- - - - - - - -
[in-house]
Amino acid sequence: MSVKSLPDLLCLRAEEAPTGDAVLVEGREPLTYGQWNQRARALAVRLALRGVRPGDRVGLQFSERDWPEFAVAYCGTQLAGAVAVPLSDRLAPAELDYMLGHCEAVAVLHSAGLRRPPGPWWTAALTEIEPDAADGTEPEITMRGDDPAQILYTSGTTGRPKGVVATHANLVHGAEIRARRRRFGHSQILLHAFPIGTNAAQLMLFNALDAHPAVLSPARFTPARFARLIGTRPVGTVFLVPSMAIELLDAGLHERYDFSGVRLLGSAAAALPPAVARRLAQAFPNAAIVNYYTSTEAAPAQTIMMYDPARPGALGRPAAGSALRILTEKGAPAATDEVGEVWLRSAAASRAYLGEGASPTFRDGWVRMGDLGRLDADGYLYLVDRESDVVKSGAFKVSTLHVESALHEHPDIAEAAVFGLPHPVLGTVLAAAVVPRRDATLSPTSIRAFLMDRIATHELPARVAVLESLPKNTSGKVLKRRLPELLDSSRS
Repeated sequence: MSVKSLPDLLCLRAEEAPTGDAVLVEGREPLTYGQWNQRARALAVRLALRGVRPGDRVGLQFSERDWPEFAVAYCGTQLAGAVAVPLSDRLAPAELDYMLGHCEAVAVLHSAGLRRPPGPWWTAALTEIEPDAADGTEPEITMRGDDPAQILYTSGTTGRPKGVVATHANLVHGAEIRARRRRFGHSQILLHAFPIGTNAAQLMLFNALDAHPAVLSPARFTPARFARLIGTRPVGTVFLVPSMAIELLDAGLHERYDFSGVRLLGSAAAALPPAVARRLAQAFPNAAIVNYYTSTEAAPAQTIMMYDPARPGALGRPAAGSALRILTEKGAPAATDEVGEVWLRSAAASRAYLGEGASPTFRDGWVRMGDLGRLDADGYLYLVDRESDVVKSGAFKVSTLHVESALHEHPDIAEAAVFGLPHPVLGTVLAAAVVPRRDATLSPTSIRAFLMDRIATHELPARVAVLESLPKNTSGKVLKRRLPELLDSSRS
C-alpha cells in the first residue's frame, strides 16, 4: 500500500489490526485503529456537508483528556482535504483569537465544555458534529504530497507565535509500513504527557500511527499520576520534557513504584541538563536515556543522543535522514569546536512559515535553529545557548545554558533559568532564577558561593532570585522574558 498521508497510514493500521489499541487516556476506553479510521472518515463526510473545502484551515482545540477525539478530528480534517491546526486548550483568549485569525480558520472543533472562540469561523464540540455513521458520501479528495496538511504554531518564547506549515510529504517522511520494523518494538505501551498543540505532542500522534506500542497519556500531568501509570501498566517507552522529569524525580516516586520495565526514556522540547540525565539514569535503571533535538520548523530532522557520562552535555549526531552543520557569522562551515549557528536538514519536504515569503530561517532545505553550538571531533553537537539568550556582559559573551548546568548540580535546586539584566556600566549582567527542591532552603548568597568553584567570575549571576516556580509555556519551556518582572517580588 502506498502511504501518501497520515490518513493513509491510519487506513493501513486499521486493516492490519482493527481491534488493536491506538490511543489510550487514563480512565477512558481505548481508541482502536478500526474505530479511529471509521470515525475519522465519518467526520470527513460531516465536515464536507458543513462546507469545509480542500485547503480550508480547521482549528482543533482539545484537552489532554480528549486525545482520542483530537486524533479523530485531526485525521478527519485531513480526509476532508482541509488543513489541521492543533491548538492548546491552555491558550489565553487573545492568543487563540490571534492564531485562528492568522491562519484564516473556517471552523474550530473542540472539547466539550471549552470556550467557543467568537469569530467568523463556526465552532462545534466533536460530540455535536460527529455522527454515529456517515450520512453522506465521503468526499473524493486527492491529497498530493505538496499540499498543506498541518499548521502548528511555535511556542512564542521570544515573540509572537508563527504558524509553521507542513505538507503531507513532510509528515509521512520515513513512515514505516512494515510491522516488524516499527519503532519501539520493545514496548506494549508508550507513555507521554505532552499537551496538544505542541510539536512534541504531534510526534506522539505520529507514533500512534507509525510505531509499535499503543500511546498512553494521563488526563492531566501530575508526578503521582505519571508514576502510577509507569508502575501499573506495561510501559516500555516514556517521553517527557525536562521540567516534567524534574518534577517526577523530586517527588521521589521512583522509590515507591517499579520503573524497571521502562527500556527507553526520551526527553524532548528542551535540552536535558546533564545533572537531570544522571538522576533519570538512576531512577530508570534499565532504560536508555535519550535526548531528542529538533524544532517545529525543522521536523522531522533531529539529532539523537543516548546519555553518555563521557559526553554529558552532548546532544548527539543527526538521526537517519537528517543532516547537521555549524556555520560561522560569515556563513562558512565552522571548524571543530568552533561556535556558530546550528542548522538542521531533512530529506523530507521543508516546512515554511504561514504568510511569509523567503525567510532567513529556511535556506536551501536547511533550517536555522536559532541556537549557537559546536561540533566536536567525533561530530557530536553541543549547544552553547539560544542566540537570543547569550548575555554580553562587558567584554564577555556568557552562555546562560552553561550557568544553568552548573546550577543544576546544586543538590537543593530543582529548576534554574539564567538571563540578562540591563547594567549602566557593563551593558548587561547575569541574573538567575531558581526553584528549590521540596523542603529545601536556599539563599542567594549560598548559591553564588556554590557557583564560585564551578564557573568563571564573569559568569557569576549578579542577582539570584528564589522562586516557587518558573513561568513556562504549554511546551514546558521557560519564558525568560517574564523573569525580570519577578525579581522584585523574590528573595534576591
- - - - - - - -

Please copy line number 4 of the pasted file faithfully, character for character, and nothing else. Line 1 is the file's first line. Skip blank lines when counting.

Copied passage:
C-alpha cells in the first residue's frame, strides 16, 4: 500500500489490526485503529456537508483528556482535504483569537465544555458534529504530497507565535509500513504527557500511527499520576520534557513504584541538563536515556543522543535522514569546536512559515535553529545557548545554558533559568532564577558561593532570585522574558 498521508497510514493500521489499541487516556476506553479510521472518515463526510473545502484551515482545540477525539478530528480534517491546526486548550483568549485569525480558520472543533472562540469561523464540540455513521458520501479528495496538511504554531518564547506549515510529504517522511520494523518494538505501551498543540505532542500522534506500542497519556500531568501509570501498566517507552522529569524525580516516586520495565526514556522540547540525565539514569535503571533535538520548523530532522557520562552535555549526531552543520557569522562551515549557528536538514519536504515569503530561517532545505553550538571531533553537537539568550556582559559573551548546568548540580535546586539584566556600566549582567527542591532552603548568597568553584567570575549571576516556580509555556519551556518582572517580588 502506498502511504501518501497520515490518513493513509491510519487506513493501513486499521486493516492490519482493527481491534488493536491506538490511543489510550487514563480512565477512558481505548481508541482502536478500526474505530479511529471509521470515525475519522465519518467526520470527513460531516465536515464536507458543513462546507469545509480542500485547503480550508480547521482549528482543533482539545484537552489532554480528549486525545482520542483530537486524533479523530485531526485525521478527519485531513480526509476532508482541509488543513489541521492543533491548538492548546491552555491558550489565553487573545492568543487563540490571534492564531485562528492568522491562519484564516473556517471552523474550530473542540472539547466539550471549552470556550467557543467568537469569530467568523463556526465552532462545534466533536460530540455535536460527529455522527454515529456517515450520512453522506465521503468526499473524493486527492491529497498530493505538496499540499498543506498541518499548521502548528511555535511556542512564542521570544515573540509572537508563527504558524509553521507542513505538507503531507513532510509528515509521512520515513513512515514505516512494515510491522516488524516499527519503532519501539520493545514496548506494549508508550507513555507521554505532552499537551496538544505542541510539536512534541504531534510526534506522539505520529507514533500512534507509525510505531509499535499503543500511546498512553494521563488526563492531566501530575508526578503521582505519571508514576502510577509507569508502575501499573506495561510501559516500555516514556517521553517527557525536562521540567516534567524534574518534577517526577523530586517527588521521589521512583522509590515507591517499579520503573524497571521502562527500556527507553526520551526527553524532548528542551535540552536535558546533564545533572537531570544522571538522576533519570538512576531512577530508570534499565532504560536508555535519550535526548531528542529538533524544532517545529525543522521536523522531522533531529539529532539523537543516548546519555553518555563521557559526553554529558552532548546532544548527539543527526538521526537517519537528517543532516547537521555549524556555520560561522560569515556563513562558512565552522571548524571543530568552533561556535556558530546550528542548522538542521531533512530529506523530507521543508516546512515554511504561514504568510511569509523567503525567510532567513529556511535556506536551501536547511533550517536555522536559532541556537549557537559546536561540533566536536567525533561530530557530536553541543549547544552553547539560544542566540537570543547569550548575555554580553562587558567584554564577555556568557552562555546562560552553561550557568544553568552548573546550577543544576546544586543538590537543593530543582529548576534554574539564567538571563540578562540591563547594567549602566557593563551593558548587561547575569541574573538567575531558581526553584528549590521540596523542603529545601536556599539563599542567594549560598548559591553564588556554590557557583564560585564551578564557573568563571564573569559568569557569576549578579542577582539570584528564589522562586516557587518558573513561568513556562504549554511546551514546558521557560519564558525568560517574564523573569525580570519577578525579581522584585523574590528573595534576591